The Chinese market for plant-based products has experienced fast growth for the past years. Sales for alternative meat products are booming, and so are the plant-based beverage ones.

In particular, soymilk and now oat milks have become a thriving segment of China’s alternative food industry and are gradually composing a significant part of the Chinese diet.

To learn more about the modern plant-based food market in China, I talked with Roberto Guidetti, Group CEO of Vitasoy. Founded in 1940 in Hong Kong, the company’s main products comprise plant milks (soy, oat, almond, rice), teas and various kinds of tofu. Vitasoy’s revenues doubled in the last decade to almost a billion US dollars. China including Hong Kong now contributes more than 80% of the total, with the rest of sales contributed by the company’s operations in Australia, Singapore, Philippines and additional exports to more than 40 countries. Guidetti attributed the reason behind the company’s fast growth in China to the high product quality of its original portfolio, a gradual segmented geographic expansion and the deliberate acceleration of plant-based milks innovation:

“From the original beginning in China’s southern area, we have been able to expand to Central and Eastern China, and then nationally via tailoring our portfolio and route-to-market model in the favorable context of progressive premiumization of the category.”

In the following conversation, he shares with me some of the ways in which the company has augmented its commitment to sustainability by also incorporating international ESG standards and applying for B Corp certification. He also reflects on his past experience of leadership before Vitasoy at Procter & Gamble and Coca-Cola, with observations on leadership of large multinationals in general. We conclude our dialogue with a future outlook for Vitasoy, and some of the suggestions he would give to individual enterprises wishing to enter China.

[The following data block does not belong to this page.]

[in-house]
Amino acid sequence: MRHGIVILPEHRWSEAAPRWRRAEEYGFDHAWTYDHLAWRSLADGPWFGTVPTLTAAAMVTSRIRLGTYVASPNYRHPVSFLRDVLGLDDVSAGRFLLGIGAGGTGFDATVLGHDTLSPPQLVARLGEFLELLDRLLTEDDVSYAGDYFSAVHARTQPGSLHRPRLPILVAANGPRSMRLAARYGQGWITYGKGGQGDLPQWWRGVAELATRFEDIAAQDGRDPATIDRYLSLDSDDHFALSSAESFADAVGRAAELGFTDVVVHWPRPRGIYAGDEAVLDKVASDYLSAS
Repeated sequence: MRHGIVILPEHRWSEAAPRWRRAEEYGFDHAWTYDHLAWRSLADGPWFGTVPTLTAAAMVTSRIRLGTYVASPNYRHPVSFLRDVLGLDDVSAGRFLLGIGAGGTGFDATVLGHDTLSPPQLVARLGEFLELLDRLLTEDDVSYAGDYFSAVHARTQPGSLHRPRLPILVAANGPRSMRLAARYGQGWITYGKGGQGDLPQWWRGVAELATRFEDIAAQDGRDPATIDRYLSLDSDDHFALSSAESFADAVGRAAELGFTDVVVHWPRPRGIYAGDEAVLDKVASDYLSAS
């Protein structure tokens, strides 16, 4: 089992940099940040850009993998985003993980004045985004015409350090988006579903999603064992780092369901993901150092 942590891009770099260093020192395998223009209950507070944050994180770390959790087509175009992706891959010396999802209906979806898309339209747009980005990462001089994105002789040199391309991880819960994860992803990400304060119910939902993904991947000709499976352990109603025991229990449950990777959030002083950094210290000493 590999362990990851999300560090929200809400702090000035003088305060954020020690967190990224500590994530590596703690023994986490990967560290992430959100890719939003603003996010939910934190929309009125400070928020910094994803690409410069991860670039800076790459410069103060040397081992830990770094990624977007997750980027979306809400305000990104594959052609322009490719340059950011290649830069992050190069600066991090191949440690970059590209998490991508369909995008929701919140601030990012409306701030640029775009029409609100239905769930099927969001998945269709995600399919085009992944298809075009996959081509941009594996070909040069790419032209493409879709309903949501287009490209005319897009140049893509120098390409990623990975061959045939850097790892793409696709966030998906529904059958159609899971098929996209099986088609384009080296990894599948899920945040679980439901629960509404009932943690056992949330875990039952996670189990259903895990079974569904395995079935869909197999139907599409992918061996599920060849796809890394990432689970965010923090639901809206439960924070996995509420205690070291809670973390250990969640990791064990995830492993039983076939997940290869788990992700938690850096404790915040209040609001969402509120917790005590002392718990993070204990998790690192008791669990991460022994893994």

Marquis: Where are the soybeans produced?

Guidetti: Most our raw materials are sourced locally in Mainland China, complemented by additional soybeans and oats from Australia, as we expanded our portfolio to include oat milks. We also buy some soybeans from Canada, all with non-GMO certification given the shoppers’ preference in our markets. We need to pay particular attention to the nature and quality of these raw materials as their variety influences the final product experience. We use natural ingredients as much as possible. The combination of sourcing from different markets allows us to have some flexibility in the supply chain.

Marquis: how do you ensure they are sourced in a sustainable, ecological, fair labor practice way?

Guidetti: This is a key vector in our ESG activities and intended progress. We have implemented a suppliers’ classification, validation process and sustainable farming practices guidelines that engage suppliers on expected requirements. These go beyond raw materials’ quality to include their own sustainability, fair labor practices and governance. Beyond our own determination, these standards and processes are also very critical for some of our big customers, who audit these specifications for their own ESG guidelines.

Marquis: Tell me more about Vitasoy’s ESG work. How do you meet your ESG goals?

Guidetti: The original founding purpose of the Vitasoy company in 1940 was to provide tasty, sustainable plant-based nutrition. Therefore, as the ESG momentum started to gradually build internationally, we determined that ESG for Vitasoy was core corporate purpose work, as opposed to just adequate compliance to Hong Kong Stock Exchange guidelines. After updating our materiality assessment, we started our own ESG framework with two core pillars: one is “Making the right products”; the other one is “Making products the right way’.